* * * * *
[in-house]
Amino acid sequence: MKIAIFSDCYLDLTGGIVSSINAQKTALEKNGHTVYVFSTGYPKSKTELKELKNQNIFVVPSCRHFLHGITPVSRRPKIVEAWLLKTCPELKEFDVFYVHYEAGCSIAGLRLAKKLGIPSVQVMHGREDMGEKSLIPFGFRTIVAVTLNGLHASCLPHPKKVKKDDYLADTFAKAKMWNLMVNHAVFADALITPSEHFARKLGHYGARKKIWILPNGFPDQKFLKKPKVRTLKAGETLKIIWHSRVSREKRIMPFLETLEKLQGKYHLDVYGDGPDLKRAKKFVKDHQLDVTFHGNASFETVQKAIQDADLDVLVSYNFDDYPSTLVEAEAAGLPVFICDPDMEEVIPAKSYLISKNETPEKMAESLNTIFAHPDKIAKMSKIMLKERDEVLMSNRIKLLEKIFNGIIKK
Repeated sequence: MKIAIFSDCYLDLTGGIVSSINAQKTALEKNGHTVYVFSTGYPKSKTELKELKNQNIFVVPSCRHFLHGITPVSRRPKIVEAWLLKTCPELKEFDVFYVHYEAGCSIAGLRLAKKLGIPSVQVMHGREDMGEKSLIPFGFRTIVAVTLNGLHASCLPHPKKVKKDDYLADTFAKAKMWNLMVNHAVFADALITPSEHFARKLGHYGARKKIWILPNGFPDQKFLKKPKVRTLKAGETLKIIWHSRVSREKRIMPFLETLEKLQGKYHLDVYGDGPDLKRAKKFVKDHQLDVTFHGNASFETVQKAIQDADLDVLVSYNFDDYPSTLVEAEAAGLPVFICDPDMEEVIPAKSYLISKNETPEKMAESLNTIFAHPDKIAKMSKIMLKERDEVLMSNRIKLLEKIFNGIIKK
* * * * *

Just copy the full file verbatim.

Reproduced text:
[in-house]
Amino acid sequence: MKIAIFSDCYLDLTGGIVSSINAQKTALEKNGHTVYVFSTGYPKSKTELKELKNQNIFVVPSCRHFLHGITPVSRRPKIVEAWLLKTCPELKEFDVFYVHYEAGCSIAGLRLAKKLGIPSVQVMHGREDMGEKSLIPFGFRTIVAVTLNGLHASCLPHPKKVKKDDYLADTFAKAKMWNLMVNHAVFADALITPSEHFARKLGHYGARKKIWILPNGFPDQKFLKKPKVRTLKAGETLKIIWHSRVSREKRIMPFLETLEKLQGKYHLDVYGDGPDLKRAKKFVKDHQLDVTFHGNASFETVQKAIQDADLDVLVSYNFDDYPSTLVEAEAAGLPVFICDPDMEEVIPAKSYLISKNETPEKMAESLNTIFAHPDKIAKMSKIMLKERDEVLMSNRIKLLEKIFNGIIKK
Repeated sequence: MKIAIFSDCYLDLTGGIVSSINAQKTALEKNGHTVYVFSTGYPKSKTELKELKNQNIFVVPSCRHFLHGITPVSRRPKIVEAWLLKTCPELKEFDVFYVHYEAGCSIAGLRLAKKLGIPSVQVMHGREDMGEKSLIPFGFRTIVAVTLNGLHASCLPHPKKVKKDDYLADTFAKAKMWNLMVNHAVFADALITPSEHFARKLGHYGARKKIWILPNGFPDQKFLKKPKVRTLKAGETLKIIWHSRVSREKRIMPFLETLEKLQGKYHLDVYGDGPDLKRAKKFVKDHQLDVTFHGNASFETVQKAIQDADLDVLVSYNFDDYPSTLVEAEAAGLPVFICDPDMEEVIPAKSYLISKNETPEKMAESLNTIFAHPDKIAKMSKIMLKERDEVLMSNRIKLLEKIFNGIIKK